I’ve been thinking a lot about civility lately or maybe I should say the lack of it. I see it all the time, everywhere it seems. I watch a disgruntled customer disrespect a server in a restaurant, as though the server were responsible for the over/under cooked food. On the highway, cars dodge in and out of traffic without turn signals as though they are not responsible for alerting their fellow drivers as to their intention to be rude, not to mention dangerous. People use language that used to be reserved for only the worst of enemies like it is the most natural way to converse. And don’t get me started on the recent trend to NEVER slow down on a caution light, but ALWAYS speed through the traffic light AFTER it turns red.
I was thinking, too, about the ways people use the freedom of speech as a vehicle for demeaning others, for spreading falsehoods and making innuendos about people in order to disgrace them. Is this where we have arrived? Even Pope Francis has received his share of disrespect for of all things, advocating for the poor, for children, for women, for refugees and for Muslims; yes, for advocating for the least of these. Caring for the poor is at the heart of the Gospels according to Matthew, Mark, Luke, and John as well as the Gospel according to Francis. Biblical stories like the good Samaritan, the prodigal son, healing on the Sabbath and the woman caught in adultery exemplify the Christianity espoused by Francis. People are more important than rules. Salvation comes from how we treat other people rather than some blind/strict adherence to a codified set of proscriptions.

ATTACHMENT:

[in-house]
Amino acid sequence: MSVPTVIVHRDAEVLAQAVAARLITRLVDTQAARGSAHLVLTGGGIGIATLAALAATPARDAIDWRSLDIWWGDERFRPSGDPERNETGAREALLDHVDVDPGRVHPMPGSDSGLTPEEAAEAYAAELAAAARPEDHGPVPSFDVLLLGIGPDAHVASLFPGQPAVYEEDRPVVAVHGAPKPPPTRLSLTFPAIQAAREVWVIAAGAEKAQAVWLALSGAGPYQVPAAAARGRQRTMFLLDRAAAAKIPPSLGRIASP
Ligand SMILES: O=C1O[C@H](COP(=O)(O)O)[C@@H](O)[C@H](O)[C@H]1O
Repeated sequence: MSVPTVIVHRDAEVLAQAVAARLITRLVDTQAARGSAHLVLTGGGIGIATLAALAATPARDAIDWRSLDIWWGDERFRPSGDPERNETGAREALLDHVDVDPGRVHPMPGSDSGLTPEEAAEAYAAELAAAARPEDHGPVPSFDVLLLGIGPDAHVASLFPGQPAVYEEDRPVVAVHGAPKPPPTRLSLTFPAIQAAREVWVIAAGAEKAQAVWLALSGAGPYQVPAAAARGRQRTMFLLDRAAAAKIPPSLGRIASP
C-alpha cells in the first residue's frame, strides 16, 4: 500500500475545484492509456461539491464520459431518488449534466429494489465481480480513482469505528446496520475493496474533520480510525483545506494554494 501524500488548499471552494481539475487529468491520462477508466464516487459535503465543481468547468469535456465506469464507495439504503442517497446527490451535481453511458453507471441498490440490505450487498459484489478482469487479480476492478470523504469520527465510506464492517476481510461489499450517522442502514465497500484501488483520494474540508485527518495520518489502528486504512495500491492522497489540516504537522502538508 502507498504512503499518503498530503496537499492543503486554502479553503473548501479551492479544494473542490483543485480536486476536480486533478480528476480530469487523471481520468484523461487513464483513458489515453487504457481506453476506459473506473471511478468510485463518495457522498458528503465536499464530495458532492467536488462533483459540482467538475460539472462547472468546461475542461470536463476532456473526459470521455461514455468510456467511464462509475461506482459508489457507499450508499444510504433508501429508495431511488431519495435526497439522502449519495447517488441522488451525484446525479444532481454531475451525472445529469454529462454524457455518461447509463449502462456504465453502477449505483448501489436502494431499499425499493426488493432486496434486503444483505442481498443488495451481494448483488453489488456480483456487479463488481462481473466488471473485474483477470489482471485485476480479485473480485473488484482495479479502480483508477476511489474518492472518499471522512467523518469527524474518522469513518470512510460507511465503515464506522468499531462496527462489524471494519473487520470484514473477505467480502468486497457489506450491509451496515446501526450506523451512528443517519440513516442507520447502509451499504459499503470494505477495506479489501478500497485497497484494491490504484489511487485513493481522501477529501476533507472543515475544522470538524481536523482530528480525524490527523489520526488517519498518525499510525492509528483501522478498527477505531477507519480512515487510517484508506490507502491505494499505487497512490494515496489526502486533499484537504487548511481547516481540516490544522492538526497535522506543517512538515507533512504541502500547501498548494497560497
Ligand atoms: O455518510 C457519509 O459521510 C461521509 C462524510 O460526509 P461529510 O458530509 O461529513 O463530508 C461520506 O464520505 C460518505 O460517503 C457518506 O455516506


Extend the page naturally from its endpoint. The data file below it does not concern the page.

Yet, it seems that too many people are concerned only about their own personal needs. Little interest is paid to the needs of others. Laws are made to enhance the wealth of those who are already wealthy and deny benefits to those in need. No one wants to hear the cry of the poor. So, disrespect towards those who acclaim the images of Christian compassion, mercy, healing and love has become a staple. We need to remind those who have forgotten that we are all neighbors, and whatever we do for the least of our brothers and sisters we do for the Lord.
Government officials, religious leaders, corporate managers, alt-right groups, leftist groups, school bullies and more use social media to demean each other and call into question the ethics, morality, patriotism and faith of others. Disrespect, incivility and intolerance make it hard to see much hope for the future. As Disciples of Christ, we are a movement for wholeness in a fragmented world. We are called to bring hope to the world through our words and actions. We need to champion a return to civility, to dialogue, to cooperation in addressing the pressing issues facing the world, the country, our state and our community. We need to start somewhere, soon.
Posted on Tue, October 17, 2017
by Doug Meister